Kids look at their parents from two perspectives. They either put them on a pedestal and strive to inherit their finer qualities, or curse their bad habits and promise to change. Inevitably, all people become their parents. It’s hard not to follow the footsteps, even if they don’t lead in the desired direction.
The same is true in online marketing. Some of us had great supervisors who passed along all of their wisdom. Others stumbled into the field and are trying to figure it out as they go. As a result, many organizations are committing crippling search engine optimization (SEO) errors.
Now, before the confrontational tweet in defense of your mentor’s honor, understand that it is not his or her fault. Times have changed and your mentors were not able to prepare you or your organization’s website for modern inbound marketing challenges. This week’s Rich TIP, written just for us by our friend Andrew Garberson from Lunametrics, fills in the gaps and moves you from SEO nothing to something in just a few minutes.
Recently, the same transition occurred for a group of organizations in a pro bono SEO program in Pittsburgh. The seven participating organizations all had five common characteristics that impeded their performance in search engines. Can any of these be found on your website?
1. Local organizations that aren’t local. Do a Google search for the name of your organization. The top result should display its name in blue underlined text followed by the website’s URL and a brief description of the organization. Is your location visible anywhere? It should be if you are a community organization. The same goes for your home page. It should be obvious all over the website that you are a [insert your city here] organization so Google makes the association. Otherwise, when people search for related resources in your city, they won’t find you. Where should you write the city name? Look at #2 below.
2. Poor title tags and meta descriptions. The blue underlined text from above is the title tag. It tells search engines (and visitors) more about a page than anything else on the website. The best part: you can change it. Just remember that every page should be unique and that there is a 70-character max. Everything after 70 characters is cropped. You can also control the black text below the title tag and URL (from the Google example above). It is called the meta description. Although it does not influence search engines, it tells potential visitors about the page. Pages with meta descriptions have a higher click-through rate because people can predetermine more about the destination. Meta descriptions are limited to about 150 characters and should include a call to action at the end, i.e., “Keep reading for more SEO tips!”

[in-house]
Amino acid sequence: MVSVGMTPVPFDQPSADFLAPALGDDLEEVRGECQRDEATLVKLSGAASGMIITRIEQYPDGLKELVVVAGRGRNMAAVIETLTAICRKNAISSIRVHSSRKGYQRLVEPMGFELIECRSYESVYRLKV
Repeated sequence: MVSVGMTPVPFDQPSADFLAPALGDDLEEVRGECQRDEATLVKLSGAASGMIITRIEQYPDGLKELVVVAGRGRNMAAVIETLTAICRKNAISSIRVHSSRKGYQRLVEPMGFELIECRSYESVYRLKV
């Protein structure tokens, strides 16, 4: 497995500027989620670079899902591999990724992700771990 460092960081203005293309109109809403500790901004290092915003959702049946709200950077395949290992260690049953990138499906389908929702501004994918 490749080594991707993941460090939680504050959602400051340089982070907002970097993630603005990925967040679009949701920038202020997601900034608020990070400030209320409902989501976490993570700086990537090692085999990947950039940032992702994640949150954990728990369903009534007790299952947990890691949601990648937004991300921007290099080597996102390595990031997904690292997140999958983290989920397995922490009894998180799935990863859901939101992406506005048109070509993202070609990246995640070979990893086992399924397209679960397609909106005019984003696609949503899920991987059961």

3. Overuse of industry terms. How would people outside your organization or industry describe the work you do? I doubt that they would call you an “educational inequalities advocate” or “resource center for underprivileged adolescents.” It is essential to incorporate the keywords used by your target audience in title tags and copy so Google can direct search queries in your direction, particularly if you serve those affected by educational inequalities or underprivileged adolescents who are not likely to use the same lingo.
4. No social signals for guidance. Some of the pro bono program’s partner organizations had links to their social media, but none of them had social buttons, even on a blog. If you find this SEO article interesting and informational, I would like you share it, and that desire would be more intuitive if there were buttons at the end of the post that said “Like this on Facebook” or “Tweet this.” One click and this article would be exposed to everyone in your network, providing the same opportunity for them to read and share it.
5. Duplicate duplicate duplicate content. Do a Google search for site:your-domain.org (but please use your website domain, not “your-domain”) and look for the number of results, located between the search bar and the first result. It will say something like “About 1,370 results (0.16 seconds).” That is approximately the number of pages on your website that Google has indexed. If that number is higher than it should be, which is quite common, the website has duplicate versions of pages. Think of duplicate pages as extra (unneeded) mouths to feed that take rations from other valuable pages the website and dilute its domain authority. I could talk for hours about why that is problematic, so for brevity’s sake let’s just agree that it is. There are lots of resources out there to explain it further.
That’s the overview of the most encountered SEO issues that plague small organizations. If you would still like to defend your mentor, I prefer to field criticism on Twitter and Google+. Thanks in advance for not bringing my mother into it.
Interested in learning a bit more about SEO? Andrew Garberson, director of SEO at LunaMetrics, is hosting a free webinar to cover the items above in more detail. Visit Garberson.org for more info.